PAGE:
Chestnut story of Posada del Valle

This is a little story of our visit to the farm and hotel in northern Spain: Posada del Valle in Arriondas, Spain, near Picos de Europa.


On the14th of November 2013,  our first day of visit,we make a tour on the farm. It is a cold crispy frosty automn morning. Special of this farm is that a Hostel with a restaurant is combined with the farm.


This farm has meadow mowers that are alive! Sheep stay and graze parts of the hills. After some time they are brought to the next field. Some horses will follow and after that even the chickens will be part of the rotation. The sheep give the farm wool and meat. In the restaurant the lamb is prepared for the quests. Also the eggs are served.

Because of the good use of the fields many wild plants and flowers are growing back in the fields. This brings back also insects and butterflies.


And we as a group of mixed European permacultural, interested in raw and wild and traditional food can pick a nice diversity of wild plants for our salad.


In an enclosed vegetable garden many veggies for the restaurant are grown year round, as the climate here allows year round growth.

The sheep are also herded on a long hill full of apple trees. many traditional cider appels are grown. The farm brings the apples to a local juicer and the apple cider juice is served (instead of orange juice) in the restaurant.


Then a sudden wind blows, autumn leaves fly in the sky. To our surprise this wind is very warm, it feels like a late summer evening. And again, a strong blow. Trees are bending. We are told this is called “the chestnut wind”, as this wind comes often in autumn and makes the chestnuts fall out of the trees. And indeed many chestnuts fall on the path, and we start collecting them. The wind is warm coming right over the Atlantic ocean from Africa. The wind brings warm soft rain.

We bring the chestnuts inside to make some delicious meals with them:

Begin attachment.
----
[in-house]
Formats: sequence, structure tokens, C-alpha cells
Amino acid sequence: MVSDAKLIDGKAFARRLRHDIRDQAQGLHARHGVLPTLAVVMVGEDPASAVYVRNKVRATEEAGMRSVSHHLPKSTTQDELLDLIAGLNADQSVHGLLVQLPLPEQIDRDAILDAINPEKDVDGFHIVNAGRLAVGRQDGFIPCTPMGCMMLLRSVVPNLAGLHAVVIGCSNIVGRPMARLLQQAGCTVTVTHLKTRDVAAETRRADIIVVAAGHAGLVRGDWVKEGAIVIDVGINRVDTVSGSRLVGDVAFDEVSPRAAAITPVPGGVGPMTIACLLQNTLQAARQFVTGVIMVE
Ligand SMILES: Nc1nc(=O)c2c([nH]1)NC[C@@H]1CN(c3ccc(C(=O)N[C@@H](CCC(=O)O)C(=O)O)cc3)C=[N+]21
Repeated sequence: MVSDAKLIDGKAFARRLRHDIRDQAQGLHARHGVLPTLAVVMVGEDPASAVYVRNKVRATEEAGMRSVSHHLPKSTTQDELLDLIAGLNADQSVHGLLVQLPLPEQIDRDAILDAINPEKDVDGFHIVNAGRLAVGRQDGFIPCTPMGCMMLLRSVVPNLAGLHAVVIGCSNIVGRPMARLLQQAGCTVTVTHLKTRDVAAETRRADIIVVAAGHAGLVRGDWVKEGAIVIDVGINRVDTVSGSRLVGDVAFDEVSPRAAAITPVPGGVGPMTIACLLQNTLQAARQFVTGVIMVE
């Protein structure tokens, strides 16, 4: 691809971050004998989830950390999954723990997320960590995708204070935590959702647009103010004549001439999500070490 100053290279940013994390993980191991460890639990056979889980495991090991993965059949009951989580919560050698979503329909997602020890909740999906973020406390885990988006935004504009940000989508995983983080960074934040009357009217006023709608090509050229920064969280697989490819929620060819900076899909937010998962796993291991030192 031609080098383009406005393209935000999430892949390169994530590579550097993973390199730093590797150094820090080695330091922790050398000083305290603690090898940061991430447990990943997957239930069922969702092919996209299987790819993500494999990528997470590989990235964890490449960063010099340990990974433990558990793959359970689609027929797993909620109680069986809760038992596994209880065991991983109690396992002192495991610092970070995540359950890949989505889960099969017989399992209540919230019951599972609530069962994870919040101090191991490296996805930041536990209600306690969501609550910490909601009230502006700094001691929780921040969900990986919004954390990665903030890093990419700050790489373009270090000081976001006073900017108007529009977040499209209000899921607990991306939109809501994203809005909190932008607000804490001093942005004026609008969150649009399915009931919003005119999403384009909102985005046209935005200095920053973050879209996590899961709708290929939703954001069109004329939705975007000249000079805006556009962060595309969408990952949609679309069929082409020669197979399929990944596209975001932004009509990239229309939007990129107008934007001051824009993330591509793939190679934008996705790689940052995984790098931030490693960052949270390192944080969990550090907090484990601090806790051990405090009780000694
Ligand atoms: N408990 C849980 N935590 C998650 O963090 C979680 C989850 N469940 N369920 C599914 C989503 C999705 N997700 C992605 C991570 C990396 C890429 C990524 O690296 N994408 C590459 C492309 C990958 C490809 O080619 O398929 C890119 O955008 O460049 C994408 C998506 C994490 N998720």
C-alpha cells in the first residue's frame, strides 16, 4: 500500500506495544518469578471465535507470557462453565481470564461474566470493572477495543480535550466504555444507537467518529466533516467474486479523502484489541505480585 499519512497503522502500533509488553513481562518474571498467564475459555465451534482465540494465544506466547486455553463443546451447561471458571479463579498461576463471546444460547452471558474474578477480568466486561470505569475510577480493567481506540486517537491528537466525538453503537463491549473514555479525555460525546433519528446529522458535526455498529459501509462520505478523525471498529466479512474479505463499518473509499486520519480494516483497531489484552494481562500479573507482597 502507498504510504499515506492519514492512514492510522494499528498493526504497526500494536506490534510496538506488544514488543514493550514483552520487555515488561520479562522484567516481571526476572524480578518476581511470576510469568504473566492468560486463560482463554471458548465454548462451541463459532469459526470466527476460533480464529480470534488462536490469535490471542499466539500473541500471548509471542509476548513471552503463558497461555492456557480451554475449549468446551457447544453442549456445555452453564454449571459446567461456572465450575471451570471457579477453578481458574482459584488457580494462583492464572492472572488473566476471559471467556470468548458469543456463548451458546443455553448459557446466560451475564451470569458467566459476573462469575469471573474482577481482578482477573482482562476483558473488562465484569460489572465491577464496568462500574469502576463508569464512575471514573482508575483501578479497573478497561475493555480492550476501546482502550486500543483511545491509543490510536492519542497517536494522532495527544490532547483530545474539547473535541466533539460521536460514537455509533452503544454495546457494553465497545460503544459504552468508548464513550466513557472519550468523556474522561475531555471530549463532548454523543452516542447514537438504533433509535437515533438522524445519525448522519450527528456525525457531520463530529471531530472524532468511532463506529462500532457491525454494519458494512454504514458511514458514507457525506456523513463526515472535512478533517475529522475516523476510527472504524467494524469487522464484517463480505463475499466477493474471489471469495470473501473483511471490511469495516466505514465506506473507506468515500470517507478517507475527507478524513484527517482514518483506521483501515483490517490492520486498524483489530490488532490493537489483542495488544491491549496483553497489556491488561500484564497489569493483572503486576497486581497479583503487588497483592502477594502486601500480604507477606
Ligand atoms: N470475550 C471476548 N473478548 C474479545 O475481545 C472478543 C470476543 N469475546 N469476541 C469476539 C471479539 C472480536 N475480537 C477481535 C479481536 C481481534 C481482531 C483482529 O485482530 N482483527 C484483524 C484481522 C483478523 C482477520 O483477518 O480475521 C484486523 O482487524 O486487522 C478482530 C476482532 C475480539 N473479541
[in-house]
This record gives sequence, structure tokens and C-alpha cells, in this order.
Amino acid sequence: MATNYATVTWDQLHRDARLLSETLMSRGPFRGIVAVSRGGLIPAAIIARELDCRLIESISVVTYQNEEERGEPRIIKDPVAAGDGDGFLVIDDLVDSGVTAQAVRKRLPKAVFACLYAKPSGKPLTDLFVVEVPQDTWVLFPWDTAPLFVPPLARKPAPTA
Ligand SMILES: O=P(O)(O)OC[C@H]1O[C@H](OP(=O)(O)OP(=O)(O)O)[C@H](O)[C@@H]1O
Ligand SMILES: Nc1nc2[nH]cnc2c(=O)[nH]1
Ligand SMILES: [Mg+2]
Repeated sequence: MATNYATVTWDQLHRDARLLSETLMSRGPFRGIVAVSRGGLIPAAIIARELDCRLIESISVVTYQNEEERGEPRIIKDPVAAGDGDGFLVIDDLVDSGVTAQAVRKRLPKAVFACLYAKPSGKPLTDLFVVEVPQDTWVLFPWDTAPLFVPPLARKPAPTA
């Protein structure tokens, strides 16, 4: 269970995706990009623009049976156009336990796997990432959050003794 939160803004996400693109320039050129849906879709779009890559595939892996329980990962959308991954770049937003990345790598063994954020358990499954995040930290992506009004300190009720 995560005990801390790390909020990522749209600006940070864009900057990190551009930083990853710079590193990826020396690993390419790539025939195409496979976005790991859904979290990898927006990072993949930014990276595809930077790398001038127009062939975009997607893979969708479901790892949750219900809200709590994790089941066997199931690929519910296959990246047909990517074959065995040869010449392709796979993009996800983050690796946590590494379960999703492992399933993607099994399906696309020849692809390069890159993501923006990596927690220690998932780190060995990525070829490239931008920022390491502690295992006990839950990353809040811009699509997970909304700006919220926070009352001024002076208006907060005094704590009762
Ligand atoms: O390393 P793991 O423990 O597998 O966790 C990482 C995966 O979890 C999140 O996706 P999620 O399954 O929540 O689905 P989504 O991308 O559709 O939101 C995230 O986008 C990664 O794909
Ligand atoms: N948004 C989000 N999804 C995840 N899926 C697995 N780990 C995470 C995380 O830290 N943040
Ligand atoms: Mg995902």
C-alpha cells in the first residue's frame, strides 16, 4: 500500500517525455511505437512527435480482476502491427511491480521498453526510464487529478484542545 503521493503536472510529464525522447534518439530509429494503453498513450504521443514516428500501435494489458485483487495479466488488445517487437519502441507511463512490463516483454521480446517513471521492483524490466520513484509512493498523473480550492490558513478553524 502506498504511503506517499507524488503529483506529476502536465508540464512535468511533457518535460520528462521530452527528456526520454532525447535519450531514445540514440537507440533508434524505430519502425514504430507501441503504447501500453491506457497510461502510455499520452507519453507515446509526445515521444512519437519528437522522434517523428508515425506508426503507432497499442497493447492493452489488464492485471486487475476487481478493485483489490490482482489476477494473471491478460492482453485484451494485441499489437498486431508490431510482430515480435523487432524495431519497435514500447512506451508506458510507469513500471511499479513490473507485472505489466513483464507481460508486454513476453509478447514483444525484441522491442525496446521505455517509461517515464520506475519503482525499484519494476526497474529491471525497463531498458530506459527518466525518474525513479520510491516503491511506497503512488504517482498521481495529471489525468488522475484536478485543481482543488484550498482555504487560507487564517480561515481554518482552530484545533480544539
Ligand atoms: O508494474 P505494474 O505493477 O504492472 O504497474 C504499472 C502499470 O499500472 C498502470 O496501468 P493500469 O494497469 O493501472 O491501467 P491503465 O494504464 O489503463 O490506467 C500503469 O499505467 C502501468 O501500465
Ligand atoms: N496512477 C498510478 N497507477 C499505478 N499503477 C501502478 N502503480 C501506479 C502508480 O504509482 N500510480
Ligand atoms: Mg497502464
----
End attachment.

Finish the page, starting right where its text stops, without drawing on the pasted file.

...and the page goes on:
1) breakfast: take a chestnut, peel the chestnut also the second skin and take small bits. Chew very well and enjoy the sweet taste.

2) store: take some chestnuts, peel the first skin. let soak for a night. peel the second skin and dry in a dehydrator less than 40 degrees Celsius. When dry grind to a powder to stock.

3) raw chestnut salad; slice the soaked and peeled chestnuts very fine and mix with other veggies.

4) traditional recipe of cooked chestnut with kale;

Chestnut festival Next day we walk down the mountain (hill says our Spanish team) to the chestnut festival in the region town of Arriondas. We pass by many stone enclosed gardens, full with the large traditional kale plants we used in the chestnut recipe. Along the road we find many different wild edible plants like fennel, malva, milk thistle, chickweed, purple nettle and others.



In the chestnut festival we find an incredible amount of different chestnuts. Large, small, all noted with different names. These are  local varieties, maybe not even botanically different, but for sure different for the local experts. One of the names is ‘Marina’. Sounds so nice. Many different cakes made with chestnuts are sold and also freshly pressed “raw” apple cider.



Our Spanish host tells me he is going to plant chestnut trees soon. There is a problem with a new type of disease in the area. He says his new trees are inoculated with special fungis that withstand the disease.

written by Rascha Wisse, december 2013, Spain




This entry was posted in 2nd Meeting, Dutch Partner, Growing & Collecting on by .

About Monique Wijn

Monique is fascinated with food since a long time. She studied biology and became a vegetarian. Food was her main topic, along with environmental health and complementary medicine. She created educational materials for school children and for analphabetic mediterranean women. In the ninetees she leaded a green consumer organisation raising awareness on the ecological and social impacts of food production. She leaded campaigns on the risk of genetic engineering and radiation of food; on the impact of global transport of food; on agri-biodiversity and on oestrogenes in food. Since 12 years she is a gardener in edible wild plants and a seedsaver, after studying biodynamic agriculture, permaculture and agroforestry. She has a diet of mostly raw, vegan and wild plants. She wants to explore the relation of food and health on all four dimensions (physical, emotional, mental and spiritual) and the relation of food and consciousness. For her, healthy food is only truly healthy if it is at the same time healthy for plants, animals and the planet. Recently she is involved in the transition movement: how local food production and urban gardening can contribute in creating sustainable and resilient communities. website: Blog:

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